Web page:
Complex literature vs simplistic trigger warnings


#1

From the New Yorker: Trigger Warnings and the novelists mind

During a graduate-school lecture on “Lolita,” my professor stood up in front of a crowded classroom and said something I have never been able to shake: “When you read ‘Lolita,’ keep in mind that what you’re reading about is the systematic rape of a young girl.”

I had read “Lolita” in high school and then again in college, when it became my personal literary liquor store—whenever I got stuck in a scene, or whenever my prose felt flat or typical, I’d open “Lolita” to a random page and steal something. My professor’s pronouncement felt too didactic, too political, and, although I tried to put it out of my mind and enjoy “Lolita” ’s cunning, surprising games with language, I could no longer pick up the book without feeling the weight of his judgment. The professor wasn’t wrong to point out the obvious about Humbert and Dolores Haze, and I don’t believe—at least not completely—that literature should only be examined as an object unto itself, detached from time and history, but I haven’t read “Lolita” since.

A lot of defenders have compared trigger warnings to the justifications the MPAA uses to relegate certain movies to the less financially rewarding marketing segments, a part of of the culture of media consumption, but I have always regarded them as reductionist, and perhaps an opportunity for a reviewer’s wit to shine.

“I Still Know What You Did Last Summer” assembles the building blocks of idiot-proof slasher movies: Stings, Snicker-Snacks, false alarms and point-of-view baits-and-switches. We’ll get back to those. The movie’s R rating mentions “intense terror violence and gore,” but only its publicity team could consider it intense or terrifying. Gore it has. (ebert, 1998)

(edited to blockquote the second paragraph of quoted material)


#2

I saw this article about trigger warnings via FILMCRITHULK this week…a bit tangential to what you’re talking about but interesting…


#3

Today I learned that people use trigger warnings in real life.


#4

I’ve so far been less than impressed by the coverage of this ‘trigger warnings and academia zOMG!’ stuff.

On the one hand, every article has the requisite “find the demand for trigger warnings, from any individual or organization, on any campus in the US, with any degree of hope for being taken seriously, that wavers closest to Poe’s Law, then snark at it” section, then the ones that are sympathetic or ‘balanced’ have the “recount the most arguably ill-advised instance of somebody rolling RapeCore War Violence Flashbacks: The Movie to a 500 freshman lecture hall before even handing out the syllabus” section; but so far none of them seem to have asked one fairly basic question:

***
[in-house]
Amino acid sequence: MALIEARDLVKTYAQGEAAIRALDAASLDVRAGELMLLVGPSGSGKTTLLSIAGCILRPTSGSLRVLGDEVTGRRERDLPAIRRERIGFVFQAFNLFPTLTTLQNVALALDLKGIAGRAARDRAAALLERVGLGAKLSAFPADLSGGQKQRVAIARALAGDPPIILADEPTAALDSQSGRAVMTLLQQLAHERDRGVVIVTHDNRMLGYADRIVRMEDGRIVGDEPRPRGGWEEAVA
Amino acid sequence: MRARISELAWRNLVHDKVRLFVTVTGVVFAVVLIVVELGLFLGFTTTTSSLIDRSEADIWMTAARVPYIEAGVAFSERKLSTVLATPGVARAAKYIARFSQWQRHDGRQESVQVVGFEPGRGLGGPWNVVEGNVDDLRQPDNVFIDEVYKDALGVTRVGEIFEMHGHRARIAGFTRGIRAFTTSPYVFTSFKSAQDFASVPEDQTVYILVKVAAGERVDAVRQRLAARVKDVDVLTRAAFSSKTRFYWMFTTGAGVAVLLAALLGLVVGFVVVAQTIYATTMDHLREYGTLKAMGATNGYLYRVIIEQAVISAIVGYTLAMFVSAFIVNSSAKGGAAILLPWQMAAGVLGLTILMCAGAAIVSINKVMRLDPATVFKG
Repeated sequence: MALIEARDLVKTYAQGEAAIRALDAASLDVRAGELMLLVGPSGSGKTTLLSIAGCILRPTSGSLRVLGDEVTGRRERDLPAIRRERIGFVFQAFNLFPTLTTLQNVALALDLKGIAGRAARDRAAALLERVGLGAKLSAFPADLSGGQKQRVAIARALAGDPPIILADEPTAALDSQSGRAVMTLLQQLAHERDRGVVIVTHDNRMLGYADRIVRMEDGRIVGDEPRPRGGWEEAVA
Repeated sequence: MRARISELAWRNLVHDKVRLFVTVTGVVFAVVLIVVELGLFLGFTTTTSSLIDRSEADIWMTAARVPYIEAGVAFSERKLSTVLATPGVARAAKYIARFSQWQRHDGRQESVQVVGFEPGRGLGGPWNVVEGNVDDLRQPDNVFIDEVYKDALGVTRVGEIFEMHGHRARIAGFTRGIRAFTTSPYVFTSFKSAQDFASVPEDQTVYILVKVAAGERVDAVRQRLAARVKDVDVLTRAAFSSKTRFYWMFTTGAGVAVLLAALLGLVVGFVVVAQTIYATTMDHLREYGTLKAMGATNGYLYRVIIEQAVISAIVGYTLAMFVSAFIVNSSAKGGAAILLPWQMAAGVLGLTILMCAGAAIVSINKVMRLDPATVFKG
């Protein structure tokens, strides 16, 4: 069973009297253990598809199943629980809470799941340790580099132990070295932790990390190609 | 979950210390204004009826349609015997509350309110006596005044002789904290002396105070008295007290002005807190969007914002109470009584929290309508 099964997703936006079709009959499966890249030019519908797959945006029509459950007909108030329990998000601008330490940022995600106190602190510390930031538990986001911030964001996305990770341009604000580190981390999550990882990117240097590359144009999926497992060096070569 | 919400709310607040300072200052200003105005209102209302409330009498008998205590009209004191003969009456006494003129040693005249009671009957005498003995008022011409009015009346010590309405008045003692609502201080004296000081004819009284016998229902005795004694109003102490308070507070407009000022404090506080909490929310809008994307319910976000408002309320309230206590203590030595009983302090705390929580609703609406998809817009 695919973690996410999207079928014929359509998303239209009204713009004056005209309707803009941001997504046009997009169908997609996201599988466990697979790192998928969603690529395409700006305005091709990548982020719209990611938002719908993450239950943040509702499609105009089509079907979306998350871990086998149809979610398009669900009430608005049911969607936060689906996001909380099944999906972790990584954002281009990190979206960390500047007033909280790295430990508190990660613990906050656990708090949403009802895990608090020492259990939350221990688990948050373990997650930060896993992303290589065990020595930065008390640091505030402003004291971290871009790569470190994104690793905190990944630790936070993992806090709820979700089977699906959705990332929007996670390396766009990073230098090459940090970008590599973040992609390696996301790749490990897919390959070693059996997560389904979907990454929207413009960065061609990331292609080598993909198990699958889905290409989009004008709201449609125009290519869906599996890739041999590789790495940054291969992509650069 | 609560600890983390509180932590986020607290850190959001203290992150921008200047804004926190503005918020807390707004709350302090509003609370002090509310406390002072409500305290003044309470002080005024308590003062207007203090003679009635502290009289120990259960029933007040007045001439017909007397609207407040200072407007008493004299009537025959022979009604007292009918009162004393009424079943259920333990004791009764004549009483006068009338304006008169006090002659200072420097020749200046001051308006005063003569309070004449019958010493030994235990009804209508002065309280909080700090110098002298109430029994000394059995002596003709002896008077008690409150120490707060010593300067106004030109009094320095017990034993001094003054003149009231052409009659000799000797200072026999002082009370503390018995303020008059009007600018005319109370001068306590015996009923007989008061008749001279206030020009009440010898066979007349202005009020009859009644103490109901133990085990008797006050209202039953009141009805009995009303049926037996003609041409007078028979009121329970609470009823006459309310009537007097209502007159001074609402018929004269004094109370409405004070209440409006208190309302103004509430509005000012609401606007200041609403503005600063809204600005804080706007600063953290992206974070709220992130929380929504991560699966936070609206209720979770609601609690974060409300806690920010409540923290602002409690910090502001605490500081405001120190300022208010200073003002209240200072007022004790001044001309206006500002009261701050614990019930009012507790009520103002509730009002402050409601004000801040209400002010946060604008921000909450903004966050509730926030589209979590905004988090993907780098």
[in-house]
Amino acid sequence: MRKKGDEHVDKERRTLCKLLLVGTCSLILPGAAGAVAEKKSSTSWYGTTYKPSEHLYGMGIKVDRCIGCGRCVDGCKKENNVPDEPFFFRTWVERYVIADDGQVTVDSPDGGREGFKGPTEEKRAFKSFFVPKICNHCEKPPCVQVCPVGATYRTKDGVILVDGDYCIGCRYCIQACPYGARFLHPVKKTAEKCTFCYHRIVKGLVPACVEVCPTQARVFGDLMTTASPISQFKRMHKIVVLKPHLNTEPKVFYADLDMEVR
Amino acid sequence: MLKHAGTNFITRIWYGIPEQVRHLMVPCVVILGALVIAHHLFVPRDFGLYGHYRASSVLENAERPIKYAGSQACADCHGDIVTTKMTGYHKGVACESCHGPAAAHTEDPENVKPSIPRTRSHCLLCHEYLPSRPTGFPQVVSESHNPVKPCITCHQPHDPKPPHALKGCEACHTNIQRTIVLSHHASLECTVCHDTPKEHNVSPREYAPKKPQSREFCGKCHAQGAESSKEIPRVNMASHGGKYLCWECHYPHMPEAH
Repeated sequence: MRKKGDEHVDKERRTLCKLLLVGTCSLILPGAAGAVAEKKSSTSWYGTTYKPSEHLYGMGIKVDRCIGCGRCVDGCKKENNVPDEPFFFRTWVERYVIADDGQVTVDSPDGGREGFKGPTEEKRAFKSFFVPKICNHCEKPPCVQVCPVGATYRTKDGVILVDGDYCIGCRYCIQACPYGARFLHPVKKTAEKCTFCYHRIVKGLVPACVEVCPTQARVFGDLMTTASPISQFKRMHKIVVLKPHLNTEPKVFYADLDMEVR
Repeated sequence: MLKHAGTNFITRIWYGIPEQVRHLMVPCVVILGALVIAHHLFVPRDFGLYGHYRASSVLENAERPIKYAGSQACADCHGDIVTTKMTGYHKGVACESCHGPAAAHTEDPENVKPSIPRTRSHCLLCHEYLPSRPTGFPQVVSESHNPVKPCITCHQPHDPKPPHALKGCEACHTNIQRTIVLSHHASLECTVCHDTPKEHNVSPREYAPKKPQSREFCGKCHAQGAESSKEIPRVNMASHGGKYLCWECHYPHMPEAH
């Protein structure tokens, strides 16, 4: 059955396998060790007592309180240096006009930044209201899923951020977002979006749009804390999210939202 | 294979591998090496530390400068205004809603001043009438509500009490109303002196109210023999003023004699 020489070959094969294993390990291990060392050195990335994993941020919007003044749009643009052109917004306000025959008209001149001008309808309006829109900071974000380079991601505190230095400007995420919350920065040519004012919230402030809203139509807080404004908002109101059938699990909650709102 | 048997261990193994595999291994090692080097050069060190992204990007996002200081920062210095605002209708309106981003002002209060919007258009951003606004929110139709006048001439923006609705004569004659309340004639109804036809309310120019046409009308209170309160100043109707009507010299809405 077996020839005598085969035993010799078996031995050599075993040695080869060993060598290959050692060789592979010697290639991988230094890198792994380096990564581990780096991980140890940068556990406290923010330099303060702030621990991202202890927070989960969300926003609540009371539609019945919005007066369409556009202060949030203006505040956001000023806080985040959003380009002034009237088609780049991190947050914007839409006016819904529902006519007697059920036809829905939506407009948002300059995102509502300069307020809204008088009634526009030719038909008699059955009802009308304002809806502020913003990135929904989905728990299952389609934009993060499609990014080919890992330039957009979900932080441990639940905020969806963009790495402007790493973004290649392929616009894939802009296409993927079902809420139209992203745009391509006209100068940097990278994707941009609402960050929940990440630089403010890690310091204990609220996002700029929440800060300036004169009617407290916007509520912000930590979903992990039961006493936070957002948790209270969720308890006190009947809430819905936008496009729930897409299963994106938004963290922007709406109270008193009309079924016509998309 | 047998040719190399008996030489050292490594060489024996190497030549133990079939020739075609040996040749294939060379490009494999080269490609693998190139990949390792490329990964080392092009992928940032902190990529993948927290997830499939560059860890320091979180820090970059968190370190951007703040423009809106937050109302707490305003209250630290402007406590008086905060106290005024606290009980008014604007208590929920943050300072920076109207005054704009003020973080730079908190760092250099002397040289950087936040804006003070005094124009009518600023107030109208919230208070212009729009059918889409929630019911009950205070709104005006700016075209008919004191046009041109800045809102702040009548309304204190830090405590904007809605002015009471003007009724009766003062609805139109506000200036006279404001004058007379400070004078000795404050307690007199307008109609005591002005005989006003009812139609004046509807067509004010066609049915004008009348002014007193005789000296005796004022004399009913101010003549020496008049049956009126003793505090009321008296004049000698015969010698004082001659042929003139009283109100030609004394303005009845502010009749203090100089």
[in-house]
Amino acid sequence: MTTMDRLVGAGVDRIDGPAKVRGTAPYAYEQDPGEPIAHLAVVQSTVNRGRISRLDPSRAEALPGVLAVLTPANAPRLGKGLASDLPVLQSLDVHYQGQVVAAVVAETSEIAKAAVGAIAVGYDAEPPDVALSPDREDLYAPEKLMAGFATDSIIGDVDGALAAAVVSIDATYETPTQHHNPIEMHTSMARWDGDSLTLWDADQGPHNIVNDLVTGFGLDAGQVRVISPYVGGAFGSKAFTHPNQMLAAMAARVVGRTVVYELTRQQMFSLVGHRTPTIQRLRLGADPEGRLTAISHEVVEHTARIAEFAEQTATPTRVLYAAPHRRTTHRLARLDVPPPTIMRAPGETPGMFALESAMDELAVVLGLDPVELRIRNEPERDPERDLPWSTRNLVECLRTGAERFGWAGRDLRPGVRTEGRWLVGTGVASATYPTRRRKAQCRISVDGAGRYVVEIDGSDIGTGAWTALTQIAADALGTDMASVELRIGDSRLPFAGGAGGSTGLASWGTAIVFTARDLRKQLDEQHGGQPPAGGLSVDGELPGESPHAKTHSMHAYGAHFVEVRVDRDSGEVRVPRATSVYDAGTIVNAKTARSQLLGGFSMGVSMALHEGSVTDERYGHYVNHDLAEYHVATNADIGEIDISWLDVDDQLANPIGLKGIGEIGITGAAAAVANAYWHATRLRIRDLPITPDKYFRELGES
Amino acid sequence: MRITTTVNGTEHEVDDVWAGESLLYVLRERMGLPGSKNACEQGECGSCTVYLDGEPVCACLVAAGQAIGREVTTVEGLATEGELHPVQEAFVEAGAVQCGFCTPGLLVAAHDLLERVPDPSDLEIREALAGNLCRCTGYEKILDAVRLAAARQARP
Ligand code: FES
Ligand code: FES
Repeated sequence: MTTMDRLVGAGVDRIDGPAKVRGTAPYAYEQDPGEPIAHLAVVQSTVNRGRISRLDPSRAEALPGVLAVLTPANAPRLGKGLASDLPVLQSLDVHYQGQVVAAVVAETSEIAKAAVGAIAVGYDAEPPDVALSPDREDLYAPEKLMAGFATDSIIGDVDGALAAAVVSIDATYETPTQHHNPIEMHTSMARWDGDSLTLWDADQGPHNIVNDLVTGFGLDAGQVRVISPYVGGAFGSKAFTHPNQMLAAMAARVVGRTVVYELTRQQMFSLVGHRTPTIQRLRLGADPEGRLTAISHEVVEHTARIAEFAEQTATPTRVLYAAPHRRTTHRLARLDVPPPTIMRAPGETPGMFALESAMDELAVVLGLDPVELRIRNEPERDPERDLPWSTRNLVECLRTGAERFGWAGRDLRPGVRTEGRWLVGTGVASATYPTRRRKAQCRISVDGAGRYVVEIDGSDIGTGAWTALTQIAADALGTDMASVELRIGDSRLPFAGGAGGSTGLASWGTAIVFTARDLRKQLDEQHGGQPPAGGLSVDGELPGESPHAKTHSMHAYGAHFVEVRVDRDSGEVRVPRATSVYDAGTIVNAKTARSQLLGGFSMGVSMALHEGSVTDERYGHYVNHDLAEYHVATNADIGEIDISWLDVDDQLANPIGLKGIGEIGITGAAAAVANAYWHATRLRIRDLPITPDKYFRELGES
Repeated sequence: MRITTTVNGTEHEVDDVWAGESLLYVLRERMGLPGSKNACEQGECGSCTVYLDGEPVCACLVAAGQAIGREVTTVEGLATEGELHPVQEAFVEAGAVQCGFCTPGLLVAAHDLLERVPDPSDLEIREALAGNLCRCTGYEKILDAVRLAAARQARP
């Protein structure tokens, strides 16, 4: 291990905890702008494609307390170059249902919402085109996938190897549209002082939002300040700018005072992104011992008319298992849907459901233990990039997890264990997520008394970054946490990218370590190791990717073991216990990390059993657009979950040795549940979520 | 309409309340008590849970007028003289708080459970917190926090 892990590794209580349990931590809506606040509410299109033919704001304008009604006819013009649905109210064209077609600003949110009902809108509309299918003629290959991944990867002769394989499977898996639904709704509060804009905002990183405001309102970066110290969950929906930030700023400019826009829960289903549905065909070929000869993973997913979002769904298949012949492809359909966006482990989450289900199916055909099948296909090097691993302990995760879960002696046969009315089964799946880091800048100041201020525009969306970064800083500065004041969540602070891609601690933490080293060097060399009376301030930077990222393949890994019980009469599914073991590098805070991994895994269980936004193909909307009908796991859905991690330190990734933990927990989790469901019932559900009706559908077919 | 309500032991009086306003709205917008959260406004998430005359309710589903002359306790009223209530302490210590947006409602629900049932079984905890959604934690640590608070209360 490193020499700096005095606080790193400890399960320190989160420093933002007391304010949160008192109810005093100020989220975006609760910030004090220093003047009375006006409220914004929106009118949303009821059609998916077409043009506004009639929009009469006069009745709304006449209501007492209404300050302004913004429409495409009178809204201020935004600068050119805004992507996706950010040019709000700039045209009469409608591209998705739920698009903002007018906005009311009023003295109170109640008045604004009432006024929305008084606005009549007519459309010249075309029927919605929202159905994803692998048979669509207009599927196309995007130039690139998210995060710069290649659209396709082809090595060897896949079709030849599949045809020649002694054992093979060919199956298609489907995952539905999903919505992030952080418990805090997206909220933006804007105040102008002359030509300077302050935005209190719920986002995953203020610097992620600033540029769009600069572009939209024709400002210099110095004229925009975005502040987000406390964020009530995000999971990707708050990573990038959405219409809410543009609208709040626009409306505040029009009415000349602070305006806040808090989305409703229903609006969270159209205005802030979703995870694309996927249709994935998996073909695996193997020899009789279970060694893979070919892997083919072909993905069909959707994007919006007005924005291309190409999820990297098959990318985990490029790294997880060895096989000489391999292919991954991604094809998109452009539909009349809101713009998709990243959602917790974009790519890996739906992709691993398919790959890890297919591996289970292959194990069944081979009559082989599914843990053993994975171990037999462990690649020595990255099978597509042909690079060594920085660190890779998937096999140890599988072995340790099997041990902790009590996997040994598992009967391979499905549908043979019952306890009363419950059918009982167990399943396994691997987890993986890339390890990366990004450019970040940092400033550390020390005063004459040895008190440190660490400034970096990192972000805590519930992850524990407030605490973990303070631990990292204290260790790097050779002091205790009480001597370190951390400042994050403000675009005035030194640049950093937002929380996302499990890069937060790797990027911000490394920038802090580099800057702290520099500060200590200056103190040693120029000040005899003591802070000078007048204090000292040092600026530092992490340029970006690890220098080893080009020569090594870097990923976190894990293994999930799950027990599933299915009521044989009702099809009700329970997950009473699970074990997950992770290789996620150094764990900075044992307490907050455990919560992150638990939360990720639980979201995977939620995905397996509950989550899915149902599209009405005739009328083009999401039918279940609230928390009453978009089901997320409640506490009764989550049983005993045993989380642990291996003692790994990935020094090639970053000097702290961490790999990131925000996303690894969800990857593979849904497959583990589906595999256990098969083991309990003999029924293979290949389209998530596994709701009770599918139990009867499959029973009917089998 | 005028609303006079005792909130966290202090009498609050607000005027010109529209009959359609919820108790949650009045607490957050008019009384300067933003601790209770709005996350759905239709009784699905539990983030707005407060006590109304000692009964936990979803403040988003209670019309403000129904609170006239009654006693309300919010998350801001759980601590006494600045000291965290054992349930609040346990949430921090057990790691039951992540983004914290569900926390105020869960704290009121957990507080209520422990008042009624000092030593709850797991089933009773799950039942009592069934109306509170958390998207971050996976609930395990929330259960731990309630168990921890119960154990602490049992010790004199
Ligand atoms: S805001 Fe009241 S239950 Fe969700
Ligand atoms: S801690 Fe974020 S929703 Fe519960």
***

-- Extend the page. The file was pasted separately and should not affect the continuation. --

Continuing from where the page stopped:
On the internet, ‘trigger warnings’ (along with a lot of more banal NSFW, ‘PDF warning’, ‘Source (Paywalled)’, and all sorts of other informative snippets) are provided largely because links are virtually blind. Even a cautious user, with a modern browser that displays the URL on hover, and no URL-shortener nonsense, can basically only see the URL before they click it. It could be damn near anything, and often is. Are these necessary, or even logical, in environments where substantially more context and pre-contact information is provided?

I only have my experience to go on; but dredging up the syllabus, (worst case, last year’s), was usually pretty trivial and there was some penalty-free add/drop window that everyone used to get their schedules in a row, decide what class they would rather avoid than fail, and so on. Is there any real information imbalance, that the warnings would address, analogous to the one that internet trigger warnings are used for?


#5

As far as I’m concerned, “trigger warning” is just an update to MPAA-like content warnings, only more oriented toward actual desires of viewers/students/participants. Eventually, there will be a broad consensus about two or three different schemes for how to do it. Then we can tell the MPAA to trundle their sheltered, pearl-clutching “test viewers” off to the rest home, and we’ll reach a new milestone in de-theocratization.

As silly as it might seem now, I think it will eventually be a good thing. Personally, the most off-putting thing about trigger warnings is that I think I need a trigger warning about trigger warnings. Also, maybe a trigger warning for “dumb bullshit” would be nice, but that’s more of a fantasy of omniscient snark.

The problem is real, otherwise these solutions wouldn’t keep getting invented. I think the pompously long titles and sub-titles and alternate titles for early novels were a way of providing this kind of warning about content, and even now the NSFW tag is considered to be absolutely expected for most forums which don’t immediately moderate “questionable” content.


#6

As far as I’m concerned, “trigger warning” is just an update to MPAA-like content warnings, only more oriented toward actual desires of viewers/students/participants.

PG-13: darker and edgier, but you know, for the kids!


#7

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